The Tree to Me

August 5, 2010 at 6:34 am | Posted in Family Ties | 7 Comments

Ask me about my background. Seriously. Go ahead. I’ve heard it all before. Italian, Portuguese, Irish. All of it.  Of course, I’m none of the above, but I think it’s fascinating to watch people guess.

The truth is, I’m Jewish. I’ve had this conversation a thousand times “Judaism is a religion, not a culture. Where is your family from?” Truth is, I don’t think I ever got a straight answer from my parents on this.  I’m a third generation American, so we’re really digging pretty far back in my opinion.  My great grandparents are from Poland, Russia, and Austria for sure, but ask me what part of me resembles characteristics from these places? Maybe looks-wise, but as previously stated, I’ve been confused for everything under the sun.

I started Hebrew school at a very young age.  I knew the stories, knew the community, knew the struggles. I knew what it was to be a modern reform Jew.  I was Bat-Mitzvahed and after that, I stopped going to temple regularly though I still observed the high holy days.  The holidays, like most holidays, are really just an excuse to get together with family anyways for the most part. Just throw some traditional holy foods into the mix.

So I struggled with this identity question for most of my life, until I took a course in college on the Jewish people. To my surprise, the class was awful, but I did learn that I’m not alone in defining myself as Jewish.  Because of the Diaspora, Jews don’t have one homeland, I learned, though of course we all know of the constant fighting over the holy land. I learned that even though I’m not religious, I still identify with the Jewish culture.

When I travel to other countries, my answer to this question becomes more real. I am American. But you can’t say that in America.  But how long can we ask the question, “What’s your background?” What kind of connection are 7th-generation Americans going to have to their Homeland?

I’m grateful that I went through Hebrew school. It not only laid the groundwork for morality, but it helped me connect to my rich heritage, a past that I can be proud of.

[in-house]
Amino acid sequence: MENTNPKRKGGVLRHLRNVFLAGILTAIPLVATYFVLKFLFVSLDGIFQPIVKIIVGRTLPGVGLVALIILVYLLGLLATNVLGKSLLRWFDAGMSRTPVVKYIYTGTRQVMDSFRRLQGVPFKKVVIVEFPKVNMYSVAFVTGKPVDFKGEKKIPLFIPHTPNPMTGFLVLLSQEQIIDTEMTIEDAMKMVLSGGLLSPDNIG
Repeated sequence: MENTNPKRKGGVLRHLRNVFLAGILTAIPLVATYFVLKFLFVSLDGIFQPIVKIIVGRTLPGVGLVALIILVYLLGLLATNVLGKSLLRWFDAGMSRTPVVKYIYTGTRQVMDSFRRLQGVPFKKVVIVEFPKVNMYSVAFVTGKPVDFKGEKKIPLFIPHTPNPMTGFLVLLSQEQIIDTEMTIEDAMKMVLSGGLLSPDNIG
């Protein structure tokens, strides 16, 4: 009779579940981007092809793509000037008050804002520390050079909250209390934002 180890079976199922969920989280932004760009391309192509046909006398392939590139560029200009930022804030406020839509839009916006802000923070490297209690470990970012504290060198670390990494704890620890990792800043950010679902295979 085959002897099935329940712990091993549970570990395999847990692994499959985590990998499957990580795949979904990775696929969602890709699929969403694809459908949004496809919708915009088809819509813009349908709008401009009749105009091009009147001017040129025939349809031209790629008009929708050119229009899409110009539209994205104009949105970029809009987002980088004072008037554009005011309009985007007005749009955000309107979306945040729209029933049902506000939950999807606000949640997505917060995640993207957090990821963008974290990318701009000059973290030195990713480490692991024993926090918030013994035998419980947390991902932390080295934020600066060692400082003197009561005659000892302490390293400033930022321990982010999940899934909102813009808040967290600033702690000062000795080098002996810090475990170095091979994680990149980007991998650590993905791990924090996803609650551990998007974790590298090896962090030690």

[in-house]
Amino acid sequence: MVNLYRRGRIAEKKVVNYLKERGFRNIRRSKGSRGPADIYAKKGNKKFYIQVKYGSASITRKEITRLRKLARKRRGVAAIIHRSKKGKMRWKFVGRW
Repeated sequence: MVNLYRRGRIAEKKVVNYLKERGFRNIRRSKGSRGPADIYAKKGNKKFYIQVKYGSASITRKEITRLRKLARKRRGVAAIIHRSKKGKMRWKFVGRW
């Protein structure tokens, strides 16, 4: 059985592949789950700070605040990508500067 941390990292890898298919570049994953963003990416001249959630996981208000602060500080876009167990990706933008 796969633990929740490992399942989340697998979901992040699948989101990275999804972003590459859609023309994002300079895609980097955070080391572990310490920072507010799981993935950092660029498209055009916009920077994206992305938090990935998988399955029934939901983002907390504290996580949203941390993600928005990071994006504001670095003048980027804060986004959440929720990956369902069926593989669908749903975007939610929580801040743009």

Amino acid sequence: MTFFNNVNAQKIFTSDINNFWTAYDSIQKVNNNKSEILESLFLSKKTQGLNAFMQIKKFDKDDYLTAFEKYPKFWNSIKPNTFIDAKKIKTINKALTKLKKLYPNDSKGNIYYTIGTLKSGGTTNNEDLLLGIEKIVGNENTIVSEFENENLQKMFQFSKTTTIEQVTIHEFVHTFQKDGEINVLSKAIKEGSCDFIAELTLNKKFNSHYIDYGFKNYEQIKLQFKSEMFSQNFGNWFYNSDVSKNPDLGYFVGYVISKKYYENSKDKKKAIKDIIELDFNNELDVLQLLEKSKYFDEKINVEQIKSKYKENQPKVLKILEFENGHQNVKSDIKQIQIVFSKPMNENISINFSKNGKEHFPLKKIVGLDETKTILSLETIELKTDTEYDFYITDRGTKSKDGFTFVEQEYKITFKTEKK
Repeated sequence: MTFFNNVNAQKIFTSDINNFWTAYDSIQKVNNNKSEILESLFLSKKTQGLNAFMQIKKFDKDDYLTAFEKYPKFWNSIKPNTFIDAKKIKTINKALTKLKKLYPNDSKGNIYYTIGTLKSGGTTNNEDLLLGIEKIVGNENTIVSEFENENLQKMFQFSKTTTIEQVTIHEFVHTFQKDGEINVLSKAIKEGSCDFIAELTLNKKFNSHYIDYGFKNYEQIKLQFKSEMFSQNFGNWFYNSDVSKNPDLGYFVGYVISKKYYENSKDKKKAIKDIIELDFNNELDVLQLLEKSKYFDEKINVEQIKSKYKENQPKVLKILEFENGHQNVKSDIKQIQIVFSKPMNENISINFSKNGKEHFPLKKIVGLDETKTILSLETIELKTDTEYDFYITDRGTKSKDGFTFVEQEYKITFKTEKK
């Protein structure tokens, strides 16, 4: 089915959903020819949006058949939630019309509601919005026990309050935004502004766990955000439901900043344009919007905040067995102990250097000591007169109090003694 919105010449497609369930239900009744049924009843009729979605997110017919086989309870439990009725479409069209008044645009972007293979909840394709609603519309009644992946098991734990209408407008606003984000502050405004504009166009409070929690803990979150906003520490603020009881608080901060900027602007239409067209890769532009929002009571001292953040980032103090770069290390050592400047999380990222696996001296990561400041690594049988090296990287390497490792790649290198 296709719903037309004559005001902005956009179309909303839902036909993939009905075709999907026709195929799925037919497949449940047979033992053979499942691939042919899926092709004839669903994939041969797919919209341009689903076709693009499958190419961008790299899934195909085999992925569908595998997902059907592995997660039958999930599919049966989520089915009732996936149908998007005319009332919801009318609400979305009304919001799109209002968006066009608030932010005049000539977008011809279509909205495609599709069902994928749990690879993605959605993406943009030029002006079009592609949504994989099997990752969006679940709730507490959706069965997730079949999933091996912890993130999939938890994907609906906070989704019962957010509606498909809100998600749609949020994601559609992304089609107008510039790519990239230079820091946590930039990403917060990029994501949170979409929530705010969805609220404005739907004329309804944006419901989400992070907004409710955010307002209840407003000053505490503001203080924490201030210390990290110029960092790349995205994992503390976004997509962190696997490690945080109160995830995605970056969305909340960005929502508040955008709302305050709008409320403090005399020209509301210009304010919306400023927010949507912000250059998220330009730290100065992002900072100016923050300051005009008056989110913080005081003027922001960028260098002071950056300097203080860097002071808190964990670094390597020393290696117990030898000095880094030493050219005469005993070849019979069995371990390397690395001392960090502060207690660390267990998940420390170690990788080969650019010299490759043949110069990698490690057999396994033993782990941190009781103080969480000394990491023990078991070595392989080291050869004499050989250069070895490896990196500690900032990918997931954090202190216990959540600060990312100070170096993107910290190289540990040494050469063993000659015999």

And to all my friends out there who are wondering why I didn’t say anything about being a wanna-be Italian, well, forgetaboutit!


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  1. It’s a similar struggle here in NZ. You can’t just say ‘I’m a Kiwi’ although some people are fighting to just have “New Zealander” as an option on the census form.

    I don’t think I’m still quite clear on how Judaism works. I get that it’s both culture and religion…which at the same time confuses me.

    • You are definitely not alone in the confusion surrounding Judaism. It’s certainly an anomaly. But people do identify as being Jewish while not being religious.

      I also happen to live in the New York City area, which has a large Jewish population, so it’s easy to find others who feel as I do. What’s the Jewish population like in NZ?

      • Small? Nonexistent?

        I don’t think I’ve ever actually met any Jews.

      • always surprises me to hear that! Well, I’m happy to be your intro to Jew 🙂

  2. You were the first Jewish friend I ever had, and I LOVED it! I’ve met Jewish people before, but you were my favorite :). I loved learning about all your traditions, and even watching your Bat Mitzva video and participating in one of your holiday traditions with traditional holiday food “CHALLAH!!!”

    I totally understand your frustration of being asked your background. At least in the town I grew up in, everyone is Irish. I have a bit of Irish in me, but not a lot. Even italian. But I identify mostly with being German, Spanish and French! Thats because I look more “Gerpaninch” than anything else.

    I’d love to have another holiday dinner with you! Shalom!

    • and Shalom to you! If I ever make it to the Holy land, you are more than welcome to join me. I hear Tel Aviv is a pretty happening place.

  3. […] spoken in the past about my exposure to the Jewish religion — Hebrew school, temple, Bat-Mitzvah, prayers, the […]

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